HAKUBA, Japan -- Down at a wooden chalet called Austria House, they brought out softball-sized apples covered in corporate logos. They brought out skis and bindings that bent like bananas. They even trotted out three-dozen Olympic athletes who wore goofy grins and carried around skis like lumber.
And finally, they brought out the Herminator.
This is what it's like to be the hottest ski-racer on the planet, Hermann Maier of Austria.
He's a skiing phenomenon and a lounge act, caught up in the wildest, weirdest tale to hit the ski circuit in years. The ex-bricklayer is the unbeatable, unstoppable man of the mountain.
And in the Super Bowl on Snow, the men's downhill at the Winter Olympics, Maier is among the favorites for gold.
The downhill is due to be broadcast live in prime time tonight in the United States. And for many in America, it will be the first chance to see the European star and experience, firsthand, Hermania.
The man is locked in a dream season in which he has won 10 races, including five in January, virtually sewing up the overall World Cup title.
Besides the downhill, Maier will be a threat in the giant slalom, the Super-G and the combined, bidding to become the first Alpine skier since Jean-Claude Killy in 1968 to win three golds at an Olympics.
"It's wonderful now," he said. "It's the right moment."
A smile broke across his face and his blue eyes darted, as photographers and reporters encircled him.
But Maier wouldn't budge. He is built like a pillar -- 5 feet 10 and nearly 200 pounds.
And he has to withstand a lot of pressure. Austria has fallen head over heels for its new skiing star. The media there has tagged him with nicknames like "Das Monster," "Alien" and "Herminator." His every move on a slope is watched and dissected.
"I am not a monster," he said. "I am Hermann Maier. Maybe I am the Herminator."
The stress of becoming an Austrian ski hero was so great that Maier excused himself from the Hahnenkamm at Kitzbuhel, the country's premier downhill event. His excuse was inflammation of the skin on his shins.
The reality was, Austria's skiing coaches didn't want to burn out their brightest star in an Olympic season.
"Sure, I'm a little bit nervous," Maier said. "But the Olympics are races like any other."
Maier is skiing's natural, virtually coming out of nowhere to dominate his sport. Raised 50 miles south of Salzburg in an Alpine village named Reitdorf, his talent was obvious early and he appeared to have a bright ski-racing career ahead of him until he sprouted nearly a foot in less than a year. By 15, chronic knee pain had forced him to quit the slopes and select a trade.
He became a bricklayer.
For seven years, Maier picked up a trowel and went off to work. He liked it.
"Every building is my favorite," he said.
But skiing was his obsession. He followed the exploits of Austria's explosive national team. And he decided to try and match them, but on his own time. He got back onto the slopes, working as a part-time ski instructor at his father's ski school in Flachau.
When Tommy Moe of the United States won the 1994 Olympic downhill gold, Maier was on a mountain in Flachau, giving a ski lesson.
He stuck to his routine. And his dream. In the summer, he handled the bricks. In the winter, he handled the snow.
"I was not so unhappy," he said. "I looked at other racers. I tried everything to come back. And now, I am here."
He copied the slashing style of Italy's irrepressible Alberto Tomba, carving the straightest lines down the mountain in a high-speed, high-risk quest to gobble up ground and cut his times.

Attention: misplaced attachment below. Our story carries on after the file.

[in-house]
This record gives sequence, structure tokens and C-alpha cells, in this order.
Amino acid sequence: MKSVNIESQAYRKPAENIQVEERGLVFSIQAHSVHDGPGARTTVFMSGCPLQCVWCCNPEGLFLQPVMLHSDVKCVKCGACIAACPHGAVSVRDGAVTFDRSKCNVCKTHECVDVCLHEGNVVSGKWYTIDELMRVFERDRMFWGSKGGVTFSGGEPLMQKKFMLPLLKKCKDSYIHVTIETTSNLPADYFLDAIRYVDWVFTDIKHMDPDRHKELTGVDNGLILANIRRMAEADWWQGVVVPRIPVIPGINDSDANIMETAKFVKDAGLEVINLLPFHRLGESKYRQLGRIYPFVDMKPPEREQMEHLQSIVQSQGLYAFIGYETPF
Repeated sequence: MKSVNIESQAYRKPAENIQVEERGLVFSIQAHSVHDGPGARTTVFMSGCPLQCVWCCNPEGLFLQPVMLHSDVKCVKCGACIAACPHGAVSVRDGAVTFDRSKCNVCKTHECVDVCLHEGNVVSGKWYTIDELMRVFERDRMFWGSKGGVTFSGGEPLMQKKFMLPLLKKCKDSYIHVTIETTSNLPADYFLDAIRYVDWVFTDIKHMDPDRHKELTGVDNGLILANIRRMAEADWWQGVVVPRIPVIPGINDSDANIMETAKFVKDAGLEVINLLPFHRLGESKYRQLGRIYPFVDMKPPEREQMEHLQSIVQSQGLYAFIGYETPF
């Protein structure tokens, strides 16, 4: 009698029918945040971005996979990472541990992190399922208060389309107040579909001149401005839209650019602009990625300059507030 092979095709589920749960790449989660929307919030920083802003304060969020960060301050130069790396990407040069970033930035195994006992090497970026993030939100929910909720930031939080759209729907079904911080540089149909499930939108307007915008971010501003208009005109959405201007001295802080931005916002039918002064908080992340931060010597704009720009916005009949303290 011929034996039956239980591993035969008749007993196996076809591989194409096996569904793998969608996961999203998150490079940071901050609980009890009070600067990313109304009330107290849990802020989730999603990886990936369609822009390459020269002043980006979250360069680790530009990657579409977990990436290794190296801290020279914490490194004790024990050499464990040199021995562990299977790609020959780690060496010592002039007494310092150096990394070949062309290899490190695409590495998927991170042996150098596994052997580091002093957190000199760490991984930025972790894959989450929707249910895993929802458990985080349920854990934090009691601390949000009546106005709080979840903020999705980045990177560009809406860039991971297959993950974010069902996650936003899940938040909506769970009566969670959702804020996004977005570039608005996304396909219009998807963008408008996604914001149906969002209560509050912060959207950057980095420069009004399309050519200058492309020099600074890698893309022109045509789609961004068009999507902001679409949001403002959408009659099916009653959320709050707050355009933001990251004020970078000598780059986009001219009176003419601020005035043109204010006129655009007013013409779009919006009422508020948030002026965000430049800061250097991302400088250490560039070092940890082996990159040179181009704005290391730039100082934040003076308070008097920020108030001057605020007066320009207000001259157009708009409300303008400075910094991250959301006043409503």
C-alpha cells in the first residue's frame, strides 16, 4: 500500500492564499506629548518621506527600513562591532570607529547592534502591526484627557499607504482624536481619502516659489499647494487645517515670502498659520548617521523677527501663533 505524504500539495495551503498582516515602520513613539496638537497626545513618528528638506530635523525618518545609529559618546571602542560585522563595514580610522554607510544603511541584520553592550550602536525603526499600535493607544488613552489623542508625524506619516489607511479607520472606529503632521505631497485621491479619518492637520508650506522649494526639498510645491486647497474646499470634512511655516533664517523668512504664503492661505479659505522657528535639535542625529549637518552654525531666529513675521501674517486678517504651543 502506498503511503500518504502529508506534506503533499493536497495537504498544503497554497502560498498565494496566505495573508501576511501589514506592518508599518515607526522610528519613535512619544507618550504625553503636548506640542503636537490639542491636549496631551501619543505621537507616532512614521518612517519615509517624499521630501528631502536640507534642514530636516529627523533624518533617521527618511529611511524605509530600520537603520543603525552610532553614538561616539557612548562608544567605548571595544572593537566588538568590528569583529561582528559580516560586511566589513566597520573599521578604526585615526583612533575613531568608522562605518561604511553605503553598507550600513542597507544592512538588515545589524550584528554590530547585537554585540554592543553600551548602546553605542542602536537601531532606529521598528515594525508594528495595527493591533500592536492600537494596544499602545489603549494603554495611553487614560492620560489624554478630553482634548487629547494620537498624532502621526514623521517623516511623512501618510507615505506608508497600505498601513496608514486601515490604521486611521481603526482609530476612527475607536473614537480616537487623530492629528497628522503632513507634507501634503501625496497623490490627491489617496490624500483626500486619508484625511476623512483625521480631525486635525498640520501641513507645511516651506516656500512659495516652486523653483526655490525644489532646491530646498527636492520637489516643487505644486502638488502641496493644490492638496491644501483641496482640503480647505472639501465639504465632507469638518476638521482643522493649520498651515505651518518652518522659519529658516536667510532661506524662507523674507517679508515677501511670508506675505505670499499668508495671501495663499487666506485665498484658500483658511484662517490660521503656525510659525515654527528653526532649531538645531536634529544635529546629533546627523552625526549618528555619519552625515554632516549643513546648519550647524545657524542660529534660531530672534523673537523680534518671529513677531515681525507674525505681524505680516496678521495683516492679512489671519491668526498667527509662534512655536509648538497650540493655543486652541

Maier entered just about any local race he could, trying to strut his stuff and earn the attention of Austria's national coaching staff, which has a mountain of terrific skiers to choose from.
On Jan. 6, 1996, Maier was a "forerunner" at a World Cup giant slalom in Flachau, creating a route for the official competitors to follow. He was so fast, he earned his ticket out of the boondocks.
Now, he owns the World Cup circuit.
"Hermann Maier is on fire," Moe said. "He is raising skiing to a whole other level."
U.S. coach Bill Egan said Maier "skis on a very fast line. It takes tremendous physical ability and strength to do what he's doing."
Maier first impressed his Austrian teammates during last summer's training in South America, when he uncorked scorching runs in Super-G practice.
"That was where we recognized he was unbelievably fast," said fellow team member Hans Knauss. "But for him to have a winter like this is unbelievable."
"He has a lot of self-confidence at the moment," Knauss added. "He's skiing 100 percent. I know he's skiing a direct line, but I think the secret at the moment is in his head."
In the lead up to the Olympic downhill, Maier sought to turn down the expectations. Asked if he could win, he began to lament the course at Happo'one, a 2,920-meter plunge that includes three jumps, a winding slope and a narrow section called the "Vacuum Tube."
"It's flat here, and a lot of skiers can win here in the downhill," he said. "It's not technical. It's a little bit of a problem."
Knauss tried to explain Maier's reluctance to make a prediction.
"If I talk before a race and say I'll win it and I win it -- great," Knauss said. "But if I don't, it's hard to go home."
Maier plans on going home with a few medals. But it's the downhill gold that is the most valuable in the sport.
The biggest threats to Maier could come from his teammates, Stefan Eberharter and Andreas Schifferer. Italy's Kristian Ghedina and France's Jean-Luc Cretier could also crash through the medal barrier.
The Austrians, whose "Wonder Team" has been nearly untouchable all winter, would prefer a sweep.
"One, two, three?" Maier said. "I don't know. I hope I'm on the top."
Where: Nagano, Japan
When: Through Feb. 22
Today's TV: TNT--6-7 p.m.; chs. 13, 9--4-6 p.m.; 8-11 p.m.; 11: 35 p.m.
Pub Date: 2/07/98